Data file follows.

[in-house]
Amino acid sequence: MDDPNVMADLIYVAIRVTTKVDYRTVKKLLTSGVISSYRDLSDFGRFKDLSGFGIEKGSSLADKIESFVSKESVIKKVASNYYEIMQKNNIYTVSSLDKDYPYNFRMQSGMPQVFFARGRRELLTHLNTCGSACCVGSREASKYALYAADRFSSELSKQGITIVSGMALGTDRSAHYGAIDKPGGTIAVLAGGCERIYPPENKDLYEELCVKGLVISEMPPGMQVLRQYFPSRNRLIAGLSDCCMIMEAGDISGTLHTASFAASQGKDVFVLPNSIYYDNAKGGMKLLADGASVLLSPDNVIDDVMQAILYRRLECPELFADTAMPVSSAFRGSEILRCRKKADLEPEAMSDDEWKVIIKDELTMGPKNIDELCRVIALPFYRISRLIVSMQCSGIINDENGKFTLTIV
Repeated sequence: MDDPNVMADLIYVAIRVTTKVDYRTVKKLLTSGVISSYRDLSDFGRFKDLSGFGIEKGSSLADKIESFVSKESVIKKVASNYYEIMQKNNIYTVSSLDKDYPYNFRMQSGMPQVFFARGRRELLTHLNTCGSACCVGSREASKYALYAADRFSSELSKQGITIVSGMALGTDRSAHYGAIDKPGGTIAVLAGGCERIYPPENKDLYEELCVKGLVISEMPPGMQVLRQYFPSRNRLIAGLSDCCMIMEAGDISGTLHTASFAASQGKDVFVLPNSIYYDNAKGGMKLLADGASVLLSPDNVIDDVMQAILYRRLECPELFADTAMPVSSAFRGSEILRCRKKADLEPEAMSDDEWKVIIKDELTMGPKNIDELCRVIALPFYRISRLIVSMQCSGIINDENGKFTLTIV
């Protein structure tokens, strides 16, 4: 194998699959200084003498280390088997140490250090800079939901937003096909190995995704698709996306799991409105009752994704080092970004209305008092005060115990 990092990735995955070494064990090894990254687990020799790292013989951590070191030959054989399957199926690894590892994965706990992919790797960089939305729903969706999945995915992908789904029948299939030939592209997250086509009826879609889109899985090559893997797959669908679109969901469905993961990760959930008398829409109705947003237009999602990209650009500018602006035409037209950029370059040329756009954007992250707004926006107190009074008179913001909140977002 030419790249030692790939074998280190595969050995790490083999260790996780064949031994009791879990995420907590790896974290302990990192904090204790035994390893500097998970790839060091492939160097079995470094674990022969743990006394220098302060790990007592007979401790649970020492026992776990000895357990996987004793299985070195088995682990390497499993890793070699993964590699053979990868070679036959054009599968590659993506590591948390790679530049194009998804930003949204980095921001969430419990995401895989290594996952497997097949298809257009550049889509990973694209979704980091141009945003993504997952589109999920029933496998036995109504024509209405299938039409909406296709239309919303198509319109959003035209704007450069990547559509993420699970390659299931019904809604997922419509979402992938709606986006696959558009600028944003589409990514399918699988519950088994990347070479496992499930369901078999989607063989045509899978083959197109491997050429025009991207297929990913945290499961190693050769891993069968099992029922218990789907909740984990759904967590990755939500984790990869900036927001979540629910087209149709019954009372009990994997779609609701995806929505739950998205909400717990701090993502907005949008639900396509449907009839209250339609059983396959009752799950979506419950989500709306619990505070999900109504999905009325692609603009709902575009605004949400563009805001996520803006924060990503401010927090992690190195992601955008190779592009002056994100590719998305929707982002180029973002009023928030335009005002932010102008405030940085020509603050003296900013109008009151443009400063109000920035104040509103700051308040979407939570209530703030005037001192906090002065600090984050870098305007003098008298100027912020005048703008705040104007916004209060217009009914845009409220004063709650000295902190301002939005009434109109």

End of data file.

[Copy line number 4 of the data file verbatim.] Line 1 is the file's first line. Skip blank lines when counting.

């Protein structure tokens, strides 16, 4: 194998699959200084003498280390088997140490250090800079939901937003096909190995995704698709996306799991409105009752994704080092970004209305008092005060115990 990092990735995955070494064990090894990254687990020799790292013989951590070191030959054989399957199926690894590892994965706990992919790797960089939305729903969706999945995915992908789904029948299939030939592209997250086509009826879609889109899985090559893997797959669908679109969901469905993961990760959930008398829409109705947003237009999602990209650009500018602006035409037209950029370059040329756009954007992250707004926006107190009074008179913001909140977002 030419790249030692790939074998280190595969050995790490083999260790996780064949031994009791879990995420907590790896974290302990990192904090204790035994390893500097998970790839060091492939160097079995470094674990022969743990006394220098302060790990007592007979401790649970020492026992776990000895357990996987004793299985070195088995682990390497499993890793070699993964590699053979990868070679036959054009599968590659993506590591948390790679530049194009998804930003949204980095921001969430419990995401895989290594996952497997097949298809257009550049889509990973694209979704980091141009945003993504997952589109999920029933496998036995109504024509209405299938039409909406296709239309919303198509319109959003035209704007450069990547559509993420699970390659299931019904809604997922419509979402992938709606986006696959558009600028944003589409990514399918699988519950088994990347070479496992499930369901078999989607063989045509899978083959197109491997050429025009991207297929990913945290499961190693050769891993069968099992029922218990789907909740984990759904967590990755939500984790990869900036927001979540629910087209149709019954009372009990994997779609609701995806929505739950998205909400717990701090993502907005949008639900396509449907009839209250339609059983396959009752799950979506419950989500709306619990505070999900109504999905009325692609603009709902575009605004949400563009805001996520803006924060990503401010927090992690190195992601955008190779592009002056994100590719998305929707982002180029973002009023928030335009005002932010102008405030940085020509603050003296900013109008009151443009400063109000920035104040509103700051308040979407939570209530703030005037001192906090002065600090984050870098305007003098008298100027912020005048703008705040104007916004209060217009009914845009409220004063709650000295902190301002939005009434109109």